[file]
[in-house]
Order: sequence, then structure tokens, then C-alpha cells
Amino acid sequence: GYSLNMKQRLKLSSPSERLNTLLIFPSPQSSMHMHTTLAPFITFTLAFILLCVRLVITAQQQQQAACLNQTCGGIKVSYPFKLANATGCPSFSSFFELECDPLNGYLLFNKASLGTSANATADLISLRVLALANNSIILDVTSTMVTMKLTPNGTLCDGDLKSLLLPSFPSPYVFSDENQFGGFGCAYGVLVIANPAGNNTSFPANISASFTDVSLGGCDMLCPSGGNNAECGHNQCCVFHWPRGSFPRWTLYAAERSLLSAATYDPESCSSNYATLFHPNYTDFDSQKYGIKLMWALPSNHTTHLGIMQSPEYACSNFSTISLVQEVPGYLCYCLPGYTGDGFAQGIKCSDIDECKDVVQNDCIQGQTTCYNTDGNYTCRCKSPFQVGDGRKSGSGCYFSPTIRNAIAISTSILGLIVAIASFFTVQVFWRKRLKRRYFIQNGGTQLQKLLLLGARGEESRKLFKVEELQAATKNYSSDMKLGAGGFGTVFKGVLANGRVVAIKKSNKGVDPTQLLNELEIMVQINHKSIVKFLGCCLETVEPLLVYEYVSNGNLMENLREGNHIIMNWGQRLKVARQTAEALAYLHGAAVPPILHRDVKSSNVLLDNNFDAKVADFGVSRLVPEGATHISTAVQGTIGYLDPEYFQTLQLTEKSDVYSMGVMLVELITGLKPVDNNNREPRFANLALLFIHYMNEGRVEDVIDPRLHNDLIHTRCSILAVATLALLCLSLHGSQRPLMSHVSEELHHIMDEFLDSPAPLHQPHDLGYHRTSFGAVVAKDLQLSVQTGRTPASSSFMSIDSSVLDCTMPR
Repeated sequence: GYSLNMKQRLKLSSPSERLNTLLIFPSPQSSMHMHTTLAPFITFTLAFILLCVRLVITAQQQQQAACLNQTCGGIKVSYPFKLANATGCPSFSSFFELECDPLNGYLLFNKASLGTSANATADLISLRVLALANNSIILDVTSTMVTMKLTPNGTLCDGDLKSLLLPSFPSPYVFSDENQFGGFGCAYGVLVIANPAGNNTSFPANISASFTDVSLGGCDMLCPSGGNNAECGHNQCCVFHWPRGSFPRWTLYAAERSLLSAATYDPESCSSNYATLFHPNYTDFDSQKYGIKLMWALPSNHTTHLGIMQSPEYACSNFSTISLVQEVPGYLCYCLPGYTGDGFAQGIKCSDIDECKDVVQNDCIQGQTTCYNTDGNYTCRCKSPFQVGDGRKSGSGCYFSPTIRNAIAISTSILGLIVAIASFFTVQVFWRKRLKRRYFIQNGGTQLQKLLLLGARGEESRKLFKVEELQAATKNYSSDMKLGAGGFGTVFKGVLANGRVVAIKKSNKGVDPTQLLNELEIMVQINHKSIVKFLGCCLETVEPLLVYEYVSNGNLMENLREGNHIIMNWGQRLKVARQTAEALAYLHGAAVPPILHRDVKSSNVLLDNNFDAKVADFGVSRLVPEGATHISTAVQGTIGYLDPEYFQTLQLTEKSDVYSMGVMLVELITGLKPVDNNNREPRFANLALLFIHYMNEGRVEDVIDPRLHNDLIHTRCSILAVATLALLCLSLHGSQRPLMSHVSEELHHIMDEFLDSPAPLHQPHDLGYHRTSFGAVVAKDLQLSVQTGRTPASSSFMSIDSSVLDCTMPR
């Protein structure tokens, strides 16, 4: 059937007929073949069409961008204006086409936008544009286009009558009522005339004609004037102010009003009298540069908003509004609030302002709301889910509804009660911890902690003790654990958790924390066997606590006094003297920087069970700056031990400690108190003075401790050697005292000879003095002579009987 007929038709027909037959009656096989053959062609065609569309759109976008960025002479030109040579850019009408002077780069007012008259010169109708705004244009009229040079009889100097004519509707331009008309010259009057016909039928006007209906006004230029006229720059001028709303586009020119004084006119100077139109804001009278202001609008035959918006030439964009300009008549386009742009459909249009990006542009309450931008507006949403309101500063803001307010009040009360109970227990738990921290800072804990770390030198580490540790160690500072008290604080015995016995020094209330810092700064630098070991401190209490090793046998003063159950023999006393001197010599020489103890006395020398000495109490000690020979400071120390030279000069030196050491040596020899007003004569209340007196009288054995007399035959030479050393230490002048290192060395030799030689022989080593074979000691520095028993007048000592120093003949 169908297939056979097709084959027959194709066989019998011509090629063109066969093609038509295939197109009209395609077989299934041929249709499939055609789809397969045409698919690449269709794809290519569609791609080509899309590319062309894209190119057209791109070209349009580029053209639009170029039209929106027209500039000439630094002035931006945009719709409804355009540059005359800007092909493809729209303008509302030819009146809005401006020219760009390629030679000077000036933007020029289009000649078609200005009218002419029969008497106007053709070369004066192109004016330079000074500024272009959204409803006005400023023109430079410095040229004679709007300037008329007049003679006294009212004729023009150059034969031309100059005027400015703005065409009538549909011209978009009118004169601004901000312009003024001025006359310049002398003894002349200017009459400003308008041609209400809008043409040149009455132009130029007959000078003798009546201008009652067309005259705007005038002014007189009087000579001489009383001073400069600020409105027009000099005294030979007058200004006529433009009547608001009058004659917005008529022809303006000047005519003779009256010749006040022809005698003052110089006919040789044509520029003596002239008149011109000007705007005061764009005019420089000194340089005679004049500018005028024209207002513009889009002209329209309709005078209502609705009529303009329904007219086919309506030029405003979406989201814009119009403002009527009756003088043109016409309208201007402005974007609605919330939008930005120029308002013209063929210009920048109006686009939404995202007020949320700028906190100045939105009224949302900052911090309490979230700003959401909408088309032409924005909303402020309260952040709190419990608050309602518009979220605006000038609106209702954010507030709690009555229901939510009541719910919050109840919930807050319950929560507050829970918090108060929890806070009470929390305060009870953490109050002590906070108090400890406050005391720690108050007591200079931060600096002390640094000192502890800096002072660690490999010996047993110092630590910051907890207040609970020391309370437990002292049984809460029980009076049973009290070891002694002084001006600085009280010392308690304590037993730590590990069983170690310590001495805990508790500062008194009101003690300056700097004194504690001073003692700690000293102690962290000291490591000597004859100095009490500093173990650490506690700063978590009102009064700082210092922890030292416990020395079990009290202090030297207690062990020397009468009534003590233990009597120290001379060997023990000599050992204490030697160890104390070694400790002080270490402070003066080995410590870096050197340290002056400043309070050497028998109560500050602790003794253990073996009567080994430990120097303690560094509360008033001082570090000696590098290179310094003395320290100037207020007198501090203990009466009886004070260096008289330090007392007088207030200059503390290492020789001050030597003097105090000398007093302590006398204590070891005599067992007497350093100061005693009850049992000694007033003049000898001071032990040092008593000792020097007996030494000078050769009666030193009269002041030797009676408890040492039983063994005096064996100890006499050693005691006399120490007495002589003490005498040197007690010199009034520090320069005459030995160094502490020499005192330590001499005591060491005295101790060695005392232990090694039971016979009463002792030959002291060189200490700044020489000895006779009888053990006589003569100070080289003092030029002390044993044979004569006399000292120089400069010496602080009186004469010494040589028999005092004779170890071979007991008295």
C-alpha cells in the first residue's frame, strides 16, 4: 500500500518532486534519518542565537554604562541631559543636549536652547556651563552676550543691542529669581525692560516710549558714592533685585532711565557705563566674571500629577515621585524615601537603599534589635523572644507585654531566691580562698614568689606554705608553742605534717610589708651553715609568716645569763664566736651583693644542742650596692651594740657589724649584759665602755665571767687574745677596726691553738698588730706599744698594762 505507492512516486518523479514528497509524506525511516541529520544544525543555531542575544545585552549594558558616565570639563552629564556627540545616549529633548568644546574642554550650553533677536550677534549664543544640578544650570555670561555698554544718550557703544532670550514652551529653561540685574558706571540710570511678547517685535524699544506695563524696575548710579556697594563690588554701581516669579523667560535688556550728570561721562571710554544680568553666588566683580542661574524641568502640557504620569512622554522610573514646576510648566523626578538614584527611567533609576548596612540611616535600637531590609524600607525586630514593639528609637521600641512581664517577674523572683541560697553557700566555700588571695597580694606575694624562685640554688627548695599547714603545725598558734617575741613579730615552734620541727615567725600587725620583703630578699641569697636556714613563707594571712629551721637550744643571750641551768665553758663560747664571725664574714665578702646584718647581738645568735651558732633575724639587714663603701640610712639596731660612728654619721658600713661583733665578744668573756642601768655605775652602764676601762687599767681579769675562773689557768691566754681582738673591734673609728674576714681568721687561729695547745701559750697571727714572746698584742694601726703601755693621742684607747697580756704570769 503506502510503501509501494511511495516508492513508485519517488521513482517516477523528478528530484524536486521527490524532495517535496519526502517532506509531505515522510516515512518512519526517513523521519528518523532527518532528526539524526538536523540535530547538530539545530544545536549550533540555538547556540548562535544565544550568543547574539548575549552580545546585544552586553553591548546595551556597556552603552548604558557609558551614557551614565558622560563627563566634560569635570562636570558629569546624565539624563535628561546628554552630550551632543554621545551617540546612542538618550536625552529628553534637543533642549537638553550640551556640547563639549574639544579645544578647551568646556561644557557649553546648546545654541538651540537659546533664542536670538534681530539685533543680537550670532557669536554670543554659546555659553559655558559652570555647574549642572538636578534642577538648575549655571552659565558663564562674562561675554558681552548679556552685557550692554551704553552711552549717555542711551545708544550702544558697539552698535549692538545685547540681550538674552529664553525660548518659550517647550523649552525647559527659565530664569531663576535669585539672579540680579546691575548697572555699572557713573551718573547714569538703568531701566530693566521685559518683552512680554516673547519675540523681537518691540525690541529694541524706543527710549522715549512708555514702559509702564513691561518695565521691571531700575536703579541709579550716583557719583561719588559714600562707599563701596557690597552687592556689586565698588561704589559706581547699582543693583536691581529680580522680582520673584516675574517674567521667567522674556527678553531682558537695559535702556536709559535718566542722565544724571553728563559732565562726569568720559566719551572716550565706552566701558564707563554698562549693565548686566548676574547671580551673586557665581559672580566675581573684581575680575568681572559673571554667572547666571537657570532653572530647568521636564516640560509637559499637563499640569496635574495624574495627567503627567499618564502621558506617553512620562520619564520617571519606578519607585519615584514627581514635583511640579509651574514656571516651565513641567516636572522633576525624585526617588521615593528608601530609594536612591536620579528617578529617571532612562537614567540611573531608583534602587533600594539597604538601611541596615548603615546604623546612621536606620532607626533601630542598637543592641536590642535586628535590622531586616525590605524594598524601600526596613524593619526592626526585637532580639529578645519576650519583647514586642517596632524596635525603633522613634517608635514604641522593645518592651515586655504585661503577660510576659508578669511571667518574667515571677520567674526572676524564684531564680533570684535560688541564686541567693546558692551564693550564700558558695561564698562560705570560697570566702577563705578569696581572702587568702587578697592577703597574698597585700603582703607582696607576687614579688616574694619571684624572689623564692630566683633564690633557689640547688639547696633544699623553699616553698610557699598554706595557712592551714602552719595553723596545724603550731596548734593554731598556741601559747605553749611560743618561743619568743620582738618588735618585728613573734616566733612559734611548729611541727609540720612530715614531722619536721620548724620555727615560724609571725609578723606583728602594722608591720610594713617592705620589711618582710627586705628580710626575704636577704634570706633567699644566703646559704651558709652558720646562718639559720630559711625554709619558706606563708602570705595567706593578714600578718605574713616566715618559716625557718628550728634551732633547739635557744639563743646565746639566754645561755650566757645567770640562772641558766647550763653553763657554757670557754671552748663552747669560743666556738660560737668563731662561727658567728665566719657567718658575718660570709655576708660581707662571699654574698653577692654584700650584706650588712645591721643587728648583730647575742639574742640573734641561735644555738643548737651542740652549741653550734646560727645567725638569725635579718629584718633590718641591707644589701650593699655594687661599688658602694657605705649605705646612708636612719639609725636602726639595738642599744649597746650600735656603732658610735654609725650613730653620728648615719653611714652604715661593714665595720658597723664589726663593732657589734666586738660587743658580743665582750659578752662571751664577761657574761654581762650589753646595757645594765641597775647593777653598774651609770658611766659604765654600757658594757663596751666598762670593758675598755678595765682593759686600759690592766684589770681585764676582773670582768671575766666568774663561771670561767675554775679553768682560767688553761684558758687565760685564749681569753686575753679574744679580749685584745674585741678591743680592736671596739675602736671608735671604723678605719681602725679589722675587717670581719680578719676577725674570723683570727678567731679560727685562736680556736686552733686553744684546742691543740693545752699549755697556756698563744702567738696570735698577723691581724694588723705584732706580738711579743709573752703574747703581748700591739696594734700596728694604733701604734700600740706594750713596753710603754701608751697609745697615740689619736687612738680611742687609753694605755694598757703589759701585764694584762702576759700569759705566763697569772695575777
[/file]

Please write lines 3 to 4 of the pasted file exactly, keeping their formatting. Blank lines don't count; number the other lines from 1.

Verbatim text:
Amino acid sequence: GYSLNMKQRLKLSSPSERLNTLLIFPSPQSSMHMHTTLAPFITFTLAFILLCVRLVITAQQQQQAACLNQTCGGIKVSYPFKLANATGCPSFSSFFELECDPLNGYLLFNKASLGTSANATADLISLRVLALANNSIILDVTSTMVTMKLTPNGTLCDGDLKSLLLPSFPSPYVFSDENQFGGFGCAYGVLVIANPAGNNTSFPANISASFTDVSLGGCDMLCPSGGNNAECGHNQCCVFHWPRGSFPRWTLYAAERSLLSAATYDPESCSSNYATLFHPNYTDFDSQKYGIKLMWALPSNHTTHLGIMQSPEYACSNFSTISLVQEVPGYLCYCLPGYTGDGFAQGIKCSDIDECKDVVQNDCIQGQTTCYNTDGNYTCRCKSPFQVGDGRKSGSGCYFSPTIRNAIAISTSILGLIVAIASFFTVQVFWRKRLKRRYFIQNGGTQLQKLLLLGARGEESRKLFKVEELQAATKNYSSDMKLGAGGFGTVFKGVLANGRVVAIKKSNKGVDPTQLLNELEIMVQINHKSIVKFLGCCLETVEPLLVYEYVSNGNLMENLREGNHIIMNWGQRLKVARQTAEALAYLHGAAVPPILHRDVKSSNVLLDNNFDAKVADFGVSRLVPEGATHISTAVQGTIGYLDPEYFQTLQLTEKSDVYSMGVMLVELITGLKPVDNNNREPRFANLALLFIHYMNEGRVEDVIDPRLHNDLIHTRCSILAVATLALLCLSLHGSQRPLMSHVSEELHHIMDEFLDSPAPLHQPHDLGYHRTSFGAVVAKDLQLSVQTGRTPASSSFMSIDSSVLDCTMPR
Repeated sequence: GYSLNMKQRLKLSSPSERLNTLLIFPSPQSSMHMHTTLAPFITFTLAFILLCVRLVITAQQQQQAACLNQTCGGIKVSYPFKLANATGCPSFSSFFELECDPLNGYLLFNKASLGTSANATADLISLRVLALANNSIILDVTSTMVTMKLTPNGTLCDGDLKSLLLPSFPSPYVFSDENQFGGFGCAYGVLVIANPAGNNTSFPANISASFTDVSLGGCDMLCPSGGNNAECGHNQCCVFHWPRGSFPRWTLYAAERSLLSAATYDPESCSSNYATLFHPNYTDFDSQKYGIKLMWALPSNHTTHLGIMQSPEYACSNFSTISLVQEVPGYLCYCLPGYTGDGFAQGIKCSDIDECKDVVQNDCIQGQTTCYNTDGNYTCRCKSPFQVGDGRKSGSGCYFSPTIRNAIAISTSILGLIVAIASFFTVQVFWRKRLKRRYFIQNGGTQLQKLLLLGARGEESRKLFKVEELQAATKNYSSDMKLGAGGFGTVFKGVLANGRVVAIKKSNKGVDPTQLLNELEIMVQINHKSIVKFLGCCLETVEPLLVYEYVSNGNLMENLREGNHIIMNWGQRLKVARQTAEALAYLHGAAVPPILHRDVKSSNVLLDNNFDAKVADFGVSRLVPEGATHISTAVQGTIGYLDPEYFQTLQLTEKSDVYSMGVMLVELITGLKPVDNNNREPRFANLALLFIHYMNEGRVEDVIDPRLHNDLIHTRCSILAVATLALLCLSLHGSQRPLMSHVSEELHHIMDEFLDSPAPLHQPHDLGYHRTSFGAVVAKDLQLSVQTGRTPASSSFMSIDSSVLDCTMPR